In perhaps the greatest moment in the history of British boxing middleweight champion Sugar Ray Robinson was defeated by the relatively unknown Randy Turpin on July 10, 1951. What made the feat all the more remarkable was that Sugar Ray, who was already a ring legend, had won 90 fights in a row over a nine year period.

The fight took place at Earl’s Court in London, England at the tail end of Robinson’s famed European tour. In the aftermath of Turpin’s stunning victory over Robinson a parade was given in his honor in an open top car through his home town of Leamington.

Fortunately for Sugar Ray there was a return clause in his contract which guaranteed him a return match if he lost. The return match between Sugar Ray Robinson and Randy Turpin took place at the Polo Grounds in New York City on September 12, 1951, just sixty four days after the first fight. 60,000 boxing fans descended on the Polo Grounds to watch the fight.

Many boxing fans at the time thought that the first fight in which Turpin won a hard fought and deserved decision was a fluke and did not expect him to repeat. Turpin was well respected as a fighter and a good ring technician, but was not expected to defeat Robinson again.

Turpin was not the least bit intimidated by Robinson and Robinson himself acknowledged that Randy had been the better man in the 1st fight. Still, after winning 90 fights in a row before his loss to Turpin, it was inconceivable to think Sugar Ray could now lose two fights in a row.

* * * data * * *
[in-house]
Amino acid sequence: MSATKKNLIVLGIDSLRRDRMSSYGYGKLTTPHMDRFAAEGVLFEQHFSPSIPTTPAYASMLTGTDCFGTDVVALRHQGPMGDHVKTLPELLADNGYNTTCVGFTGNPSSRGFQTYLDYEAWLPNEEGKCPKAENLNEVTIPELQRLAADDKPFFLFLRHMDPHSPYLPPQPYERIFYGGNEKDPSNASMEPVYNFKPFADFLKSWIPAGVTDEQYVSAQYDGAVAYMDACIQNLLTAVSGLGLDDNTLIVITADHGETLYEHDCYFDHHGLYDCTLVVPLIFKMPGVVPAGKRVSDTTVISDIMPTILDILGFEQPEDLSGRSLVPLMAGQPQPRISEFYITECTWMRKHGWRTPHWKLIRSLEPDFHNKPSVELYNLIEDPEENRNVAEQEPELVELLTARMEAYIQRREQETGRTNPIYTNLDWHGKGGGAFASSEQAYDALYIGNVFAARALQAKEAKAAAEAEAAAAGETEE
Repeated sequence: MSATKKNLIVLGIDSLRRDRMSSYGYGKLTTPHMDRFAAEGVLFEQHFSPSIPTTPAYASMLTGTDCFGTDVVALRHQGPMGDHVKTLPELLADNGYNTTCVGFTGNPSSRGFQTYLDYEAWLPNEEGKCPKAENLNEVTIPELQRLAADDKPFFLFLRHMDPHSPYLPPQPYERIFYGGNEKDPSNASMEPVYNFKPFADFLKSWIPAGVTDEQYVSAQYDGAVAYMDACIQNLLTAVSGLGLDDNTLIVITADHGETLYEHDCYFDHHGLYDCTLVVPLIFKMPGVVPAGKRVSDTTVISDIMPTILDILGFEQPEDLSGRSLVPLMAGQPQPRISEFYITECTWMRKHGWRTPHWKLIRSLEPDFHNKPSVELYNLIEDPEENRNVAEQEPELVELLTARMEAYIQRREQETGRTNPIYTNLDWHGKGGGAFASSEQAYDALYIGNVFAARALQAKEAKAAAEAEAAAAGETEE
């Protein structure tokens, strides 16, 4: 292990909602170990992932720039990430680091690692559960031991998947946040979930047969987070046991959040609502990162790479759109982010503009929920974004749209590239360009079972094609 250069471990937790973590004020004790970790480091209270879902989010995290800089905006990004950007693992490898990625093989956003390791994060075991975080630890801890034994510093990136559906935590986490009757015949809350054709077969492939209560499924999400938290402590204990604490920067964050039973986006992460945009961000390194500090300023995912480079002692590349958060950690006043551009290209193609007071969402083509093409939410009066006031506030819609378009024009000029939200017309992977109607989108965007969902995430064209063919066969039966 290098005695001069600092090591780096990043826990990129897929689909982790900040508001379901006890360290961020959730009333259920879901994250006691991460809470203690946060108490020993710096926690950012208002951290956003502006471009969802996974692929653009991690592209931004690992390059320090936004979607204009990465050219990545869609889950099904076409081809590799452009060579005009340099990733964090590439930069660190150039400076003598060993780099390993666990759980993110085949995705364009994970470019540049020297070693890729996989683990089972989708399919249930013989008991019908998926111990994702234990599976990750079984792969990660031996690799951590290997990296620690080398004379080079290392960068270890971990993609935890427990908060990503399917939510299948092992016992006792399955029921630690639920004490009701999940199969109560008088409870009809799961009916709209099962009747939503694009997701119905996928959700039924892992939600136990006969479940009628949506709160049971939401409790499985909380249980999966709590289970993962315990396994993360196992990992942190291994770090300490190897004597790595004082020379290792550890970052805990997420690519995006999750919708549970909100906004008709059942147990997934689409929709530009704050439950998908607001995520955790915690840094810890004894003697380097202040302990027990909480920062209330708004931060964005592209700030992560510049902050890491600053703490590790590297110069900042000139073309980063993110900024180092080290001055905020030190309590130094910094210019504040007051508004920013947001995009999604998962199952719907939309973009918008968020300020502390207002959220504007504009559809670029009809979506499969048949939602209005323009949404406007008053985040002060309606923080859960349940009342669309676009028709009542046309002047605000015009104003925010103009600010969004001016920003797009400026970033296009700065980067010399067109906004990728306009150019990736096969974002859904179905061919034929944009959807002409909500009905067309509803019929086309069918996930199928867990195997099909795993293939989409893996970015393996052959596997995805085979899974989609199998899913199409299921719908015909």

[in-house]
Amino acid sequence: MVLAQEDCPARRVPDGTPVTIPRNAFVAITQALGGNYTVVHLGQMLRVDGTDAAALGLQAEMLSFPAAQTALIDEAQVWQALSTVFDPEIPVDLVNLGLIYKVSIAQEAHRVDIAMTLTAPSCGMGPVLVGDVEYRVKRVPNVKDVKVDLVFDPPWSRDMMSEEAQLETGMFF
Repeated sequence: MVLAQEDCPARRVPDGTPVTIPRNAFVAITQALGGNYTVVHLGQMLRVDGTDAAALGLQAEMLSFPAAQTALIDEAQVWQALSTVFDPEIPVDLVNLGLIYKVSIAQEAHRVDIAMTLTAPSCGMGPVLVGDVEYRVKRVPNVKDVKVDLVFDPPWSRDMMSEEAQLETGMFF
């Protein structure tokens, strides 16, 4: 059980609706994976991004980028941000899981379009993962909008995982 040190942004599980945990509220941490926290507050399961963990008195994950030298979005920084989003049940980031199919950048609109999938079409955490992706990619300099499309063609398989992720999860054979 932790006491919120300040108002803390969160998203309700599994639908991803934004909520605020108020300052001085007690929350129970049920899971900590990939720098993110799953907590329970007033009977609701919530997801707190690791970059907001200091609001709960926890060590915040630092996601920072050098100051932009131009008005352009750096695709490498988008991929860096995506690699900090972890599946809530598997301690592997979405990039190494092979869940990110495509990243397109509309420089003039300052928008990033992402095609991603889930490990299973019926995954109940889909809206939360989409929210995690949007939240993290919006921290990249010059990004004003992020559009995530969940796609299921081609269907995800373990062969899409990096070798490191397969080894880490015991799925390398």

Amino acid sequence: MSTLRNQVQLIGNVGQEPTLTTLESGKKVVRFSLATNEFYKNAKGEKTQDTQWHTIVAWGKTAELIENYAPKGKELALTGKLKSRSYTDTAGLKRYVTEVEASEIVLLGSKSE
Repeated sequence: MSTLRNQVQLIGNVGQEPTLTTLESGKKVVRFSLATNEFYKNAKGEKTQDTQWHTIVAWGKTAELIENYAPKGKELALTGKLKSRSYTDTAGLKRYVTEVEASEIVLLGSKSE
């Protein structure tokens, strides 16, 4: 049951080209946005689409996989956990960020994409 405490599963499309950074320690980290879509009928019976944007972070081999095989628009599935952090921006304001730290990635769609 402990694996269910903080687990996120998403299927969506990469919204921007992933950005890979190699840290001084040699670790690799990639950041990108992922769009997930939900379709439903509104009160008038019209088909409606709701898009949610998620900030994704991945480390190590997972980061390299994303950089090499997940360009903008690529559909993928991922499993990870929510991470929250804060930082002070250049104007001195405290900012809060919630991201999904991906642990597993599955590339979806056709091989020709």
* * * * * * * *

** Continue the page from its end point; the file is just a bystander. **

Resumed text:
Boxing fans would not have to wait long to realize that the first fight had not been a fluke. Turpin moved coolly around the ring with a clear sense of purpose. Sugar Ray was in the fight of his life and he knew it. He could not afford to lose his 2nd fight in a row to the tough Brit who matched his every move with moves of his own.

It had always been said of Sugar Ray Robinson that he could outbox the punchers and outbox the boxers. He was that good. But this was different. Although he had improved over his 1st performance against Turpin, he could not outpunch or outbox Turpin.

Moving into the 9th round Turpin opened up a nasty and dangerous cut over Robinson’s left eye. The potential was there for an imminent stoppage by the referee or the ring doctor, the cut was that bad.

In the 10th round Robinson with the cut over his left eye worsening, Sugar Ray knew there was only one thing he could do. He immediately went on the attack with a withering assortment of rapid lefts and right. Finally he had the upper hand and scored a knockdown with a savage left, right combination. Randy barely beat the fateful 10 count. Robinson again moved in and rained punch after punch on the brave British warrior. The referee moved in to stop the contest with Turpin helpless against the ropes.

Randy Turpin’s brief reign as middleweight champion was over and Sugar Ray Robinson was again on top of the world.

The victory was especially sweet for Robinson, who had come so close to losing. In the aftermath an emotional Sugar Ray wept tears of joy in his dressing room, demonstrating for all the to see world how important the victory over Turpin was for him.

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